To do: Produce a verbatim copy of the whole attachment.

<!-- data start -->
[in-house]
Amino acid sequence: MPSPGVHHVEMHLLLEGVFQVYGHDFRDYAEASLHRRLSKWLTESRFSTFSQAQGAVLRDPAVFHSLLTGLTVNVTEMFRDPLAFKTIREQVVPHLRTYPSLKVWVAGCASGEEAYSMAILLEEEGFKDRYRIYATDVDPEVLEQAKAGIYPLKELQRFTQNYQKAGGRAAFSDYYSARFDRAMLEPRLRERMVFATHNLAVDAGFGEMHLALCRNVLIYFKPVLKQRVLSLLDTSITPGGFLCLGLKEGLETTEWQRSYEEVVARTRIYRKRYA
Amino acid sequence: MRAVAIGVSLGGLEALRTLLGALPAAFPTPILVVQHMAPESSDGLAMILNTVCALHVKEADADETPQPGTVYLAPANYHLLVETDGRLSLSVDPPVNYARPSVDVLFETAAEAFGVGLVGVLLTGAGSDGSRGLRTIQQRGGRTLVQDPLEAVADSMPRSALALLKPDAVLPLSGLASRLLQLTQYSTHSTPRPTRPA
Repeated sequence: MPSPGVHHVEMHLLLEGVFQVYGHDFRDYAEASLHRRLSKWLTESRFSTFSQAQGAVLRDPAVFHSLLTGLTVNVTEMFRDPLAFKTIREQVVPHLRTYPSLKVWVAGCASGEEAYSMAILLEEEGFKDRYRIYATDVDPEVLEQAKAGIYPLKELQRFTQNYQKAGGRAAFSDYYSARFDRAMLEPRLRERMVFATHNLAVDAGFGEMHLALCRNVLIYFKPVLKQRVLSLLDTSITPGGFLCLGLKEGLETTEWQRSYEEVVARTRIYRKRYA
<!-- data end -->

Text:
[in-house]
Amino acid sequence: MPSPGVHHVEMHLLLEGVFQVYGHDFRDYAEASLHRRLSKWLTESRFSTFSQAQGAVLRDPAVFHSLLTGLTVNVTEMFRDPLAFKTIREQVVPHLRTYPSLKVWVAGCASGEEAYSMAILLEEEGFKDRYRIYATDVDPEVLEQAKAGIYPLKELQRFTQNYQKAGGRAAFSDYYSARFDRAMLEPRLRERMVFATHNLAVDAGFGEMHLALCRNVLIYFKPVLKQRVLSLLDTSITPGGFLCLGLKEGLETTEWQRSYEEVVARTRIYRKRYA
Amino acid sequence: MRAVAIGVSLGGLEALRTLLGALPAAFPTPILVVQHMAPESSDGLAMILNTVCALHVKEADADETPQPGTVYLAPANYHLLVETDGRLSLSVDPPVNYARPSVDVLFETAAEAFGVGLVGVLLTGAGSDGSRGLRTIQQRGGRTLVQDPLEAVADSMPRSALALLKPDAVLPLSGLASRLLQLTQYSTHSTPRPTRPA
Repeated sequence: MPSPGVHHVEMHLLLEGVFQVYGHDFRDYAEASLHRRLSKWLTESRFSTFSQAQGAVLRDPAVFHSLLTGLTVNVTEMFRDPLAFKTIREQVVPHLRTYPSLKVWVAGCASGEEAYSMAILLEEEGFKDRYRIYATDVDPEVLEQAKAGIYPLKELQRFTQNYQKAGGRAAFSDYYSARFDRAMLEPRLRERMVFATHNLAVDAGFGEMHLALCRNVLIYFKPVLKQRVLSLLDTSITPGGFLCLGLKEGLETTEWQRSYEEVVARTRIYRKRYA